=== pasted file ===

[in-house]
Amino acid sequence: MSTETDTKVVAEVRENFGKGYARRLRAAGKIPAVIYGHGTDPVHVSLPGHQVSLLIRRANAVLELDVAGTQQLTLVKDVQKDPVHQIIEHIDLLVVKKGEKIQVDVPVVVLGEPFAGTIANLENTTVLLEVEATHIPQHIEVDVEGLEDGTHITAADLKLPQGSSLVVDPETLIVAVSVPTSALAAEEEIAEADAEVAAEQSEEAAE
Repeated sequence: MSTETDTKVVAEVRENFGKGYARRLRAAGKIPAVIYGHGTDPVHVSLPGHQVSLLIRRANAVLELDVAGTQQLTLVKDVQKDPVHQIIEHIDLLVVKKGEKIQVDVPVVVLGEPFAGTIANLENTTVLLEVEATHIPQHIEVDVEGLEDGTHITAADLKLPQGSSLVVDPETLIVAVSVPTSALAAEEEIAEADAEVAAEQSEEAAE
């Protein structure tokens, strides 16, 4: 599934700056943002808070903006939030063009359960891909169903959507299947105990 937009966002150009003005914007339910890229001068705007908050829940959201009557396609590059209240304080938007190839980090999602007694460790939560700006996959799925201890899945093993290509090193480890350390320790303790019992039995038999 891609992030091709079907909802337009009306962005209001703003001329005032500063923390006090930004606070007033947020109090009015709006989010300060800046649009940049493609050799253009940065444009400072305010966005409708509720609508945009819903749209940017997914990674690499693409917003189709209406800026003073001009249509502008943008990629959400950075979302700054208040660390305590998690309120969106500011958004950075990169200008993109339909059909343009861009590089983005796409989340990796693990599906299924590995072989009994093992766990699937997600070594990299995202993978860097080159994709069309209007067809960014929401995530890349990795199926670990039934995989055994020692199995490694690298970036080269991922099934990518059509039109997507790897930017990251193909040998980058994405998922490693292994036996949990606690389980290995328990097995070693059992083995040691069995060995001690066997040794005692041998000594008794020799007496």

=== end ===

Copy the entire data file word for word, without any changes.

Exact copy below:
[in-house]
Amino acid sequence: MSTETDTKVVAEVRENFGKGYARRLRAAGKIPAVIYGHGTDPVHVSLPGHQVSLLIRRANAVLELDVAGTQQLTLVKDVQKDPVHQIIEHIDLLVVKKGEKIQVDVPVVVLGEPFAGTIANLENTTVLLEVEATHIPQHIEVDVEGLEDGTHITAADLKLPQGSSLVVDPETLIVAVSVPTSALAAEEEIAEADAEVAAEQSEEAAE
Repeated sequence: MSTETDTKVVAEVRENFGKGYARRLRAAGKIPAVIYGHGTDPVHVSLPGHQVSLLIRRANAVLELDVAGTQQLTLVKDVQKDPVHQIIEHIDLLVVKKGEKIQVDVPVVVLGEPFAGTIANLENTTVLLEVEATHIPQHIEVDVEGLEDGTHITAADLKLPQGSSLVVDPETLIVAVSVPTSALAAEEEIAEADAEVAAEQSEEAAE
């Protein structure tokens, strides 16, 4: 599934700056943002808070903006939030063009359960891909169903959507299947105990 937009966002150009003005914007339910890229001068705007908050829940959201009557396609590059209240304080938007190839980090999602007694460790939560700006996959799925201890899945093993290509090193480890350390320790303790019992039995038999 891609992030091709079907909802337009009306962005209001703003001329005032500063923390006090930004606070007033947020109090009015709006989010300060800046649009940049493609050799253009940065444009400072305010966005409708509720609508945009819903749209940017997914990674690499693409917003189709209406800026003073001009249509502008943008990629959400950075979302700054208040660390305590998690309120969106500011958004950075990169200008993109339909059909343009861009590089983005796409989340990796693990599906299924590995072989009994093992766990699937997600070594990299995202993978860097080159994709069309209007067809960014929401995530890349990795199926670990039934995989055994020692199995490694690298970036080269991922099934990518059509039109997507790897930017990251193909040998980058994405998922490693292994036996949990606690389980290995328990097995070693059992083995040691069995060995001690066997040794005692041998000594008794020799007496």